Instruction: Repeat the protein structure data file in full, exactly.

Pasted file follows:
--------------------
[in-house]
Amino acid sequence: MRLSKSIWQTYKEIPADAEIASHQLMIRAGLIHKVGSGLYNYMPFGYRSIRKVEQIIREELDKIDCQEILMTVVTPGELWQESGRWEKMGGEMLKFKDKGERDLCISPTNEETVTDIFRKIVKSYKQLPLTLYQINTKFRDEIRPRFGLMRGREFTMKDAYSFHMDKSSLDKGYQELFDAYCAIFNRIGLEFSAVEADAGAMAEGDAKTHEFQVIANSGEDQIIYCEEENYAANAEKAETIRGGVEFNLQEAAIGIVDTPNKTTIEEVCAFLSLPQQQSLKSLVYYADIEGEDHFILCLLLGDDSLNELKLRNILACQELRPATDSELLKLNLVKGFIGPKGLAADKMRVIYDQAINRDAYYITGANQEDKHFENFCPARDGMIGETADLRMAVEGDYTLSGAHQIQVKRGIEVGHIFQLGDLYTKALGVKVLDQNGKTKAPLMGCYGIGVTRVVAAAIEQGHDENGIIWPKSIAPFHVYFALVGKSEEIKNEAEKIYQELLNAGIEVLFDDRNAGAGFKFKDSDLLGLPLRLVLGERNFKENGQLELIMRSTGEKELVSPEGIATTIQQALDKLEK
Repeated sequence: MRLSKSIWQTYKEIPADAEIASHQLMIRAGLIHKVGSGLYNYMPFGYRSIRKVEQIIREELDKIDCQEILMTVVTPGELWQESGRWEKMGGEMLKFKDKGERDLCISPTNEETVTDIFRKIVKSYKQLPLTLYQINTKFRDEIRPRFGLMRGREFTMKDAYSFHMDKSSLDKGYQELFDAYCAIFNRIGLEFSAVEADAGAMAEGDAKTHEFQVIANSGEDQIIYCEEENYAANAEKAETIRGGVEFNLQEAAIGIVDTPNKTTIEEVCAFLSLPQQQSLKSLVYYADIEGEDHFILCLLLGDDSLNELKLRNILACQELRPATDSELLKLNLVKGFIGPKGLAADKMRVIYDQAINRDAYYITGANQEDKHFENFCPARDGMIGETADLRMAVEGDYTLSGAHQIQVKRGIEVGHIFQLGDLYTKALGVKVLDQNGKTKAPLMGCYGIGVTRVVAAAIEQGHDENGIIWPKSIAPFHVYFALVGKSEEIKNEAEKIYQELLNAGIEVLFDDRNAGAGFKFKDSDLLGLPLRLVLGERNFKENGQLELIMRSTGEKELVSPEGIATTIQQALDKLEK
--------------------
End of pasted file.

[in-house]
Amino acid sequence: MRLSKSIWQTYKEIPADAEIASHQLMIRAGLIHKVGSGLYNYMPFGYRSIRKVEQIIREELDKIDCQEILMTVVTPGELWQESGRWEKMGGEMLKFKDKGERDLCISPTNEETVTDIFRKIVKSYKQLPLTLYQINTKFRDEIRPRFGLMRGREFTMKDAYSFHMDKSSLDKGYQELFDAYCAIFNRIGLEFSAVEADAGAMAEGDAKTHEFQVIANSGEDQIIYCEEENYAANAEKAETIRGGVEFNLQEAAIGIVDTPNKTTIEEVCAFLSLPQQQSLKSLVYYADIEGEDHFILCLLLGDDSLNELKLRNILACQELRPATDSELLKLNLVKGFIGPKGLAADKMRVIYDQAINRDAYYITGANQEDKHFENFCPARDGMIGETADLRMAVEGDYTLSGAHQIQVKRGIEVGHIFQLGDLYTKALGVKVLDQNGKTKAPLMGCYGIGVTRVVAAAIEQGHDENGIIWPKSIAPFHVYFALVGKSEEIKNEAEKIYQELLNAGIEVLFDDRNAGAGFKFKDSDLLGLPLRLVLGERNFKENGQLELIMRSTGEKELVSPEGIATTIQQALDKLEK
Repeated sequence: MRLSKSIWQTYKEIPADAEIASHQLMIRAGLIHKVGSGLYNYMPFGYRSIRKVEQIIREELDKIDCQEILMTVVTPGELWQESGRWEKMGGEMLKFKDKGERDLCISPTNEETVTDIFRKIVKSYKQLPLTLYQINTKFRDEIRPRFGLMRGREFTMKDAYSFHMDKSSLDKGYQELFDAYCAIFNRIGLEFSAVEADAGAMAEGDAKTHEFQVIANSGEDQIIYCEEENYAANAEKAETIRGGVEFNLQEAAIGIVDTPNKTTIEEVCAFLSLPQQQSLKSLVYYADIEGEDHFILCLLLGDDSLNELKLRNILACQELRPATDSELLKLNLVKGFIGPKGLAADKMRVIYDQAINRDAYYITGANQEDKHFENFCPARDGMIGETADLRMAVEGDYTLSGAHQIQVKRGIEVGHIFQLGDLYTKALGVKVLDQNGKTKAPLMGCYGIGVTRVVAAAIEQGHDENGIIWPKSIAPFHVYFALVGKSEEIKNEAEKIYQELLNAGIEVLFDDRNAGAGFKFKDSDLLGLPLRLVLGERNFKENGQLELIMRSTGEKELVSPEGIATTIQQALDKLEK